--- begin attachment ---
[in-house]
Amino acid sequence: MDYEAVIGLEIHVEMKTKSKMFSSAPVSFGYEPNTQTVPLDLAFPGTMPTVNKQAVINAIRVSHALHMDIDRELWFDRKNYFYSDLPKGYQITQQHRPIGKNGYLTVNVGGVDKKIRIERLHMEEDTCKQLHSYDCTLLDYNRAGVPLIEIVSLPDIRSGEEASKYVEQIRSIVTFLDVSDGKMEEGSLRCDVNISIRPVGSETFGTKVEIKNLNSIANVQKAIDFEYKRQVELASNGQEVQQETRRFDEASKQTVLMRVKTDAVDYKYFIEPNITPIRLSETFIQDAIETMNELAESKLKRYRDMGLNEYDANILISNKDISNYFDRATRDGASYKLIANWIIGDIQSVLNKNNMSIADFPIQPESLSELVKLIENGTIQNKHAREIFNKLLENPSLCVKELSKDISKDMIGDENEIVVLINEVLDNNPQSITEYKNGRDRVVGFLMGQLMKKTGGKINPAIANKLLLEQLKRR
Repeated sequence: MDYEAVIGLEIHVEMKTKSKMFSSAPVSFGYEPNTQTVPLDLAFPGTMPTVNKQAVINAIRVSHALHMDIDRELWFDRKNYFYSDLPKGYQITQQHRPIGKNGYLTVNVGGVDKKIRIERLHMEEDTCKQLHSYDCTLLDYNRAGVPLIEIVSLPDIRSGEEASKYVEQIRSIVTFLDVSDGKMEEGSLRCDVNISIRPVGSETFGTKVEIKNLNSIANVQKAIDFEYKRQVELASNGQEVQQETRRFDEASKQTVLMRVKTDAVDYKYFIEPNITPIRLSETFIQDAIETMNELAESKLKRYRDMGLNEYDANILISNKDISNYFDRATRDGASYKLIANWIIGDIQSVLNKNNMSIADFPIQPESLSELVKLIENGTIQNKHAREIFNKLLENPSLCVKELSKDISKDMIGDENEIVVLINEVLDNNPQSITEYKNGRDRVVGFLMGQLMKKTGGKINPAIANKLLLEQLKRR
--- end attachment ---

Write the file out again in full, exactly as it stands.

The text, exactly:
[in-house]
Amino acid sequence: MDYEAVIGLEIHVEMKTKSKMFSSAPVSFGYEPNTQTVPLDLAFPGTMPTVNKQAVINAIRVSHALHMDIDRELWFDRKNYFYSDLPKGYQITQQHRPIGKNGYLTVNVGGVDKKIRIERLHMEEDTCKQLHSYDCTLLDYNRAGVPLIEIVSLPDIRSGEEASKYVEQIRSIVTFLDVSDGKMEEGSLRCDVNISIRPVGSETFGTKVEIKNLNSIANVQKAIDFEYKRQVELASNGQEVQQETRRFDEASKQTVLMRVKTDAVDYKYFIEPNITPIRLSETFIQDAIETMNELAESKLKRYRDMGLNEYDANILISNKDISNYFDRATRDGASYKLIANWIIGDIQSVLNKNNMSIADFPIQPESLSELVKLIENGTIQNKHAREIFNKLLENPSLCVKELSKDISKDMIGDENEIVVLINEVLDNNPQSITEYKNGRDRVVGFLMGQLMKKTGGKINPAIANKLLLEQLKRR
Repeated sequence: MDYEAVIGLEIHVEMKTKSKMFSSAPVSFGYEPNTQTVPLDLAFPGTMPTVNKQAVINAIRVSHALHMDIDRELWFDRKNYFYSDLPKGYQITQQHRPIGKNGYLTVNVGGVDKKIRIERLHMEEDTCKQLHSYDCTLLDYNRAGVPLIEIVSLPDIRSGEEASKYVEQIRSIVTFLDVSDGKMEEGSLRCDVNISIRPVGSETFGTKVEIKNLNSIANVQKAIDFEYKRQVELASNGQEVQQETRRFDEASKQTVLMRVKTDAVDYKYFIEPNITPIRLSETFIQDAIETMNELAESKLKRYRDMGLNEYDANILISNKDISNYFDRATRDGASYKLIANWIIGDIQSVLNKNNMSIADFPIQPESLSELVKLIENGTIQNKHAREIFNKLLENPSLCVKELSKDISKDMIGDENEIVVLINEVLDNNPQSITEYKNGRDRVVGFLMGQLMKKTGGKINPAIANKLLLEQLKRR